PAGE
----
Many games foster belonging and social relatedness. If all of your friends are playing a game, you naturally have a reason to also play that game. Multiplayer online games build upon this idea and can really hook in groups of players who have built in-game communities where they feel like they belong.
Ultimately, my personal goal as an instructional technologist is to make learning fun, and educational games are my media of choice.
What is an educational game?
According to Wikipedia:
Educational games are games that are designed to teach people about certain subjects, expand concepts, reinforce development, understand a historical event or culture, or assist them in learning a skill as they play.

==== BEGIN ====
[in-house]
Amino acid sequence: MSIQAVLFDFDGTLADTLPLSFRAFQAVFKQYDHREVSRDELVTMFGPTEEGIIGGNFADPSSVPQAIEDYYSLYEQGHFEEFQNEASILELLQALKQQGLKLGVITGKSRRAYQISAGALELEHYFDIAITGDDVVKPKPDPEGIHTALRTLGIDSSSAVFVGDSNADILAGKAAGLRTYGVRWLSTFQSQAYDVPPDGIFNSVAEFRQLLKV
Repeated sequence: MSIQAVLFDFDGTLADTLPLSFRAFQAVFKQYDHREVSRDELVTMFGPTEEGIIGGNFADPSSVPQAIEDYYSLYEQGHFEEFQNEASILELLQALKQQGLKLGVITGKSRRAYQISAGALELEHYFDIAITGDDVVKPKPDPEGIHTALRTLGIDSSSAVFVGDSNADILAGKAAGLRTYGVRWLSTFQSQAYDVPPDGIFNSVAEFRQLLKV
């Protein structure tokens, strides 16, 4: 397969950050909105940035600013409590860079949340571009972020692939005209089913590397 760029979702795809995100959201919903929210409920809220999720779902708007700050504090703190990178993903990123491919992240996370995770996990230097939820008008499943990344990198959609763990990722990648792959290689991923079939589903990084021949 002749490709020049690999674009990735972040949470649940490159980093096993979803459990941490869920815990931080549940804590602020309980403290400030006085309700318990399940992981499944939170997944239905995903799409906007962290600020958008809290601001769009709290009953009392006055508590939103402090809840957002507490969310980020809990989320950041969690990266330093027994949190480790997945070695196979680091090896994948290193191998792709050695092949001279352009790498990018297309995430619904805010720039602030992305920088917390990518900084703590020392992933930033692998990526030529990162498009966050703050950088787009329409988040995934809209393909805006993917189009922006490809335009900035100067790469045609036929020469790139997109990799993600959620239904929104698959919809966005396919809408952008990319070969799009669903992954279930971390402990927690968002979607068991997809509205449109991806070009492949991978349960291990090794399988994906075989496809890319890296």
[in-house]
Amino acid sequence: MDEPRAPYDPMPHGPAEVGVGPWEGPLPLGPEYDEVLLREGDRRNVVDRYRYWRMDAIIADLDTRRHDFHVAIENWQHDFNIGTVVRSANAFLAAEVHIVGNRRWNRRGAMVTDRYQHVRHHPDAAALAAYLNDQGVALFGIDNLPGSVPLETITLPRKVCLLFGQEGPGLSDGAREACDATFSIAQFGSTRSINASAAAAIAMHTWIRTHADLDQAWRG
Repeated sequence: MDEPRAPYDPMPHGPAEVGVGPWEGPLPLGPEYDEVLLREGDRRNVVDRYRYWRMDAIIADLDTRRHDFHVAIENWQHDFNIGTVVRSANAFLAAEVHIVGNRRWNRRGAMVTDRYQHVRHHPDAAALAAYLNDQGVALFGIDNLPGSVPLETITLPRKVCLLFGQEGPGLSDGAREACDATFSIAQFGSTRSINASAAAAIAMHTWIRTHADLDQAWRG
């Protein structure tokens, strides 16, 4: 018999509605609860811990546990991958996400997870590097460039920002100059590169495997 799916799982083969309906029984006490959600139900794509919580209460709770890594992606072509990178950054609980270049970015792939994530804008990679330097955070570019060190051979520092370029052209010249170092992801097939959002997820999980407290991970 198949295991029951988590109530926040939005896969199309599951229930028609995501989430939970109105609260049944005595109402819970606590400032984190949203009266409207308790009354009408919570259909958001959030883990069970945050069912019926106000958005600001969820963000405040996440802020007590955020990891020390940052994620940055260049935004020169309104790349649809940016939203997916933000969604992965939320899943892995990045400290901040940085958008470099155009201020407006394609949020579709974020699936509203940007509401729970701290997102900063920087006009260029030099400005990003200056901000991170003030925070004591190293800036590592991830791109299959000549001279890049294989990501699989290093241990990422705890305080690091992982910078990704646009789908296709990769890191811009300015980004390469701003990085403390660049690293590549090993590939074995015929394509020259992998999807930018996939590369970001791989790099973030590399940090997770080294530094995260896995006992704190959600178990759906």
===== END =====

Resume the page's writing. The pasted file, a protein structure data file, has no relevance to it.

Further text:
Unfortunately, this definition is still quite broad. We could argue that all games teach players skills: how to shoot a your opponents in a first-person shooter, how to strategically place blocks to clear rows of blocks in Tetris, and so on. But many of us would agree that these kinds of games don’t seem very educational.
So what makes a game educational?
Goals & learning objectives?
Learning transfers out of the game to “real life.”
So long as the knowledge and skills that players learn in-game transfer to information players use in real life, a game can be considered educational. Serious games are good examples of this concept: games designed for a primary purpose other than pure entertainment, such as military simulation-based training games and citizen science games to discover new proteins and diagnose malaria-infected blood cells.